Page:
At approximately 8:46 a.m. on the morning of September 10, 2016, local firefighters, law enforcement officers and EMS will climb 110 floors wearing full gear at 400 Poydras Tower, to pay tribute to the fallen heroes of the catastrophic 9/11 terrorist attacks.
“This is the 15th anniversary of 9/11 and the first year it is a sanctioned event in New Orleans,” said Neil Navarro, event director of the New Orleans 9/11 Memorial Stair Climb and a Jefferson Parish firefighter for the past seven years. “Everyone will climb with appropriate gear. This is not a race, but a way to remember that day which is etched in our hearts so that we can never forget.”
Local and statewide firefighters, police officers, EMS and civilians will join together in a spirit of remembrance and courage to honor the memories of the 343 firefighters, 70 law enforcement officers and nine emergency responders who were among those who perished in the attacks and the collapse of the towers 15 years ago. The Memorial Stair Climb will begin with an opening ceremony with bag pipers and drummers. Each climber will be wearing the name of a fallen firefighter or emergency responder whose life was taken on that dark day. “We climb in their memory,” said Navarro. “We need to come together, because when that buzzer goes off and you get the call, it doesn’t matter what race, religion or gender you are.”
As the guest of honor for the Memorial Stair Climb, Chris Mandeville, a retired New York firefighter who served in the aftermath of 9/11, will be on site at the event. He will be distributing lanyards, which contain a picture and the badge of a fallen firefighter, to each participant. Mandeville was a member of the Rescue Squad #1 who helped in the rescue and recovery efforts following the collapse of New York’s World Trade Center. More than 300 firefighters died in the deadliest terrorist attack on American soil, including a few of Mandeville’s friends and colleagues.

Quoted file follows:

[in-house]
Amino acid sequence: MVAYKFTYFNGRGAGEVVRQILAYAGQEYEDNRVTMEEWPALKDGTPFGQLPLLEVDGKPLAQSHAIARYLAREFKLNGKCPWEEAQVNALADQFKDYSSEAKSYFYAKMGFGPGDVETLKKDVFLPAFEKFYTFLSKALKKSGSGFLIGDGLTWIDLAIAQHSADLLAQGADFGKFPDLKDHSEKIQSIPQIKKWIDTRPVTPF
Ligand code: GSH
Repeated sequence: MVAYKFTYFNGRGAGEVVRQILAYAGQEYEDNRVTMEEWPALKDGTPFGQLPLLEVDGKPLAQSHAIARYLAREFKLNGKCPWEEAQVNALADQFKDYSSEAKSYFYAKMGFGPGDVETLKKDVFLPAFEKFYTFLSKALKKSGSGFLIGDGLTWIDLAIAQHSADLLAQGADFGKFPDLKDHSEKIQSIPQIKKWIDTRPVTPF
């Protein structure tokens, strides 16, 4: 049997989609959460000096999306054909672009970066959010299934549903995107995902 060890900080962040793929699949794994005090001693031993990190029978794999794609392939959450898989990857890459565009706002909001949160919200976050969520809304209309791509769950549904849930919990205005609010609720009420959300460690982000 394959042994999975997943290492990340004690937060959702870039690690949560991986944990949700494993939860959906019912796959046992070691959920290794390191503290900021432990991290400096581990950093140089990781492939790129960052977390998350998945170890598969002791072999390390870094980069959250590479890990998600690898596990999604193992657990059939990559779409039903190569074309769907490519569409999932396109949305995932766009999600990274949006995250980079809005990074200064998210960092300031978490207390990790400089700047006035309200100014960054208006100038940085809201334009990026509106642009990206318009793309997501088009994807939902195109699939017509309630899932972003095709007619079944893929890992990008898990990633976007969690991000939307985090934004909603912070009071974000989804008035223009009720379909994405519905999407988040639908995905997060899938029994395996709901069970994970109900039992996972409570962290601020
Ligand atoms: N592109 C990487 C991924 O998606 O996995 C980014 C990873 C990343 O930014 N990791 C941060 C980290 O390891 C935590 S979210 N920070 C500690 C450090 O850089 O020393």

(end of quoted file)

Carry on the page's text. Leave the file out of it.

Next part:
“I had over 20 personal friends lost in 9/11,” said Mandeville, as he described that day of activity. “I was working Ladder 40, left early from the firehouse, and heard that the first plane had hit, then the second plane hit and both towers fell down. I ran back to the firehouse. All the equipment was buried under debris, concrete and rubble. Huge crowds were rushing around and hundreds of our guys were covered in dust. Within hours, I was covered, while trying to sift through stuff to find people.”
It was a sorrowful day for Mandeville who spent months moving debris and searching for survivors. “It was an intricate recovery,” Mandeville said. “The command structure was destroyed and communication lost. It took three to four hours to move debris-- very labor-intensive. As time went on, you had a feeling that the odds of finding people alive were bad, and after two weeks of searching, they had already expired before you could get to them.”
Although time has passed, the reminder of the sacrifice, dedication and commitment of our fallen first responders continues to live on with such fundraising events as the first annual New Orleans 9/11 Memorial Stair Climb. Everyone is invited to attend and cheer on their fellow officer, EMS or fireman. After the climb, a parade of fire trucks and a second line celebration will proceed down Poydras Street to a party, called the "Brotherhood Bash", at Barcadia on Tchoupitoulas Street. Budweiser is sponsoring Flow Tribe as the rock band to play from 1 to 4 p.m. Registration is open to active firefighters, law enforcement officers and EMS.
Also, specialty event t-shirts for the spectators will be sold at the Memorial Stair Climb. Kathleen McCall, Owner of NOLA Til Ya Die, LLC, stated, “I’m designing the event t-shirt for people to purchase to show their support of the stair climb and for the climbers. The phrase ‘Remember till Ya Die’ says it all. But the numbers underneath it make it unique to 9/11.”
Navarro also mentioned that the majority of the funds collected will be allocated for distribution to local and statewide families of these first responders. “This is a BIG year, the 15th anniversary year” said Navarro. “We want everyone to come together and see this. This is another reminder that we are all ONE and we need to break down those lines.”
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